The Commission on Human Rights (CHR) underscored the need to protect the country’s elderly citizens against abuses as it joined in the celebration of the “World Elder Abuse Awareness Day” on Tuesday, June 15.
“This occasion reminds us to give due attention to the hidden and under-reported issue of elder abuse and impels all of us to recognize its varying forms including physical, psychological, emotional, financial abuse…,” CHR Commissioner Karen S. Gomez-Dumpit, Focal Commissioner on Ageing and the Human Rights of Older Persons, said in a statement.
Theme for this year’s celebration is “Access to Justice,” which addresses the “invisibility” of older persons in the justice system, Dumpit said.
Oftentimes, the elderly citizens lack awareness of their legal rights and have fears in reporting abuses, and as a result, they deal with abuse, neglect, and exploitation in silence, she emphasized.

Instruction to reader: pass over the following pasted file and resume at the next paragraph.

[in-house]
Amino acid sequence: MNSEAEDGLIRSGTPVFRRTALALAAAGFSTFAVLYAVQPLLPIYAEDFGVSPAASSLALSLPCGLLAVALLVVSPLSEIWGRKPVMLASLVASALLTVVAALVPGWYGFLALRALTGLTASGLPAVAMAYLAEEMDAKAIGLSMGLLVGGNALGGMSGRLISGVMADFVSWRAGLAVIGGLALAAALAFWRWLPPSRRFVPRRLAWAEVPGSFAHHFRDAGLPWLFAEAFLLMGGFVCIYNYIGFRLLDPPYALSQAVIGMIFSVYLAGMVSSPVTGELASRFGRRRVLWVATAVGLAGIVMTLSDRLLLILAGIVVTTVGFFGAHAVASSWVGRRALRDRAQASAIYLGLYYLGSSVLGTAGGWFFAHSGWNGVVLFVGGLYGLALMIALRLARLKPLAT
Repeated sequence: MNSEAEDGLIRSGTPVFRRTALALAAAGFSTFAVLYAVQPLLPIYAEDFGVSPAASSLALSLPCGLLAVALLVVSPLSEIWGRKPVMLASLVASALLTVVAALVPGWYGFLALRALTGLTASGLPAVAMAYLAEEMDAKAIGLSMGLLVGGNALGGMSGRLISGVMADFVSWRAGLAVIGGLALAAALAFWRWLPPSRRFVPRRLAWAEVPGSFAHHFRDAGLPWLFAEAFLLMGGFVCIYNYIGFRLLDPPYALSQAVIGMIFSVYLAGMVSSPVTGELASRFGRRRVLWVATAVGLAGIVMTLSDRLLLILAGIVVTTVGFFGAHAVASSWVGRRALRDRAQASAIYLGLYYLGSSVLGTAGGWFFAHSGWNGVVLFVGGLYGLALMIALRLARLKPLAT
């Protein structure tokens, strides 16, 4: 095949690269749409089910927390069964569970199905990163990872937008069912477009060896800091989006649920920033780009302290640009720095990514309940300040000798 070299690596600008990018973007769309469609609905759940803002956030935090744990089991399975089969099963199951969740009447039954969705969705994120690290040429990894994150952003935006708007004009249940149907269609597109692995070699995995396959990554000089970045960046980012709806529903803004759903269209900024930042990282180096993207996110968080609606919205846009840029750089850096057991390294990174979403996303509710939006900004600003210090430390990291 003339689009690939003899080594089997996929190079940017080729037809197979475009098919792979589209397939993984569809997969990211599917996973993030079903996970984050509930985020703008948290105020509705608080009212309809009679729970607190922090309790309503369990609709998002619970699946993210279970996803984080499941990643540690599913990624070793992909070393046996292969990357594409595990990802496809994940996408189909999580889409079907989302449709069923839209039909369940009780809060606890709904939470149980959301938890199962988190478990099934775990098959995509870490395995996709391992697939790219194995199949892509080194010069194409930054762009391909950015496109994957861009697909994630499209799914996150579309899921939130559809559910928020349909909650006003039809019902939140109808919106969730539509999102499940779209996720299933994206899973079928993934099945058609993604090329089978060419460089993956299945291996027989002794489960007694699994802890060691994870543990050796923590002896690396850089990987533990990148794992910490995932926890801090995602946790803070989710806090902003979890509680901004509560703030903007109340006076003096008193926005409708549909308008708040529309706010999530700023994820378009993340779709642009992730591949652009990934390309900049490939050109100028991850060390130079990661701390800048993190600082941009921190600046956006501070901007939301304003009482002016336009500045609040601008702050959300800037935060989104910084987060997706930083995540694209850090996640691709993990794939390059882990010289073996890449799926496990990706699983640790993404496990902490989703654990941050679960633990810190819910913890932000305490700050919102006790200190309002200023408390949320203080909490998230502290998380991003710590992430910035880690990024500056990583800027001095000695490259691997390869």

For the elderly who managed to seek out justice, Dumpit said they are faced with a whole new set of issues.
“There are also persisting barriers such as accessibility, affordability, reasonable accommodation, excessive delays and backlogs in judicial processes, impact of digitalization, cultural norms, gender bias, discrimination, and entrenched ageism in policy, norms, and practices that further render justice to be elusive to older persons,” she stressed.
At the same time, Dumpit said the bills in Congress that proposed measures to protect older persons form all forms of abuse, neglect, and exploitation remain pending.
She said: “We appeal to our lawmakers to ensure that these bills are deliberated and passed as soon as possible. The absence of an elder abuse law can be regarded as the greatest barrier in ensuring access to justice and effective remedies for human rights violations against older persons in the country.”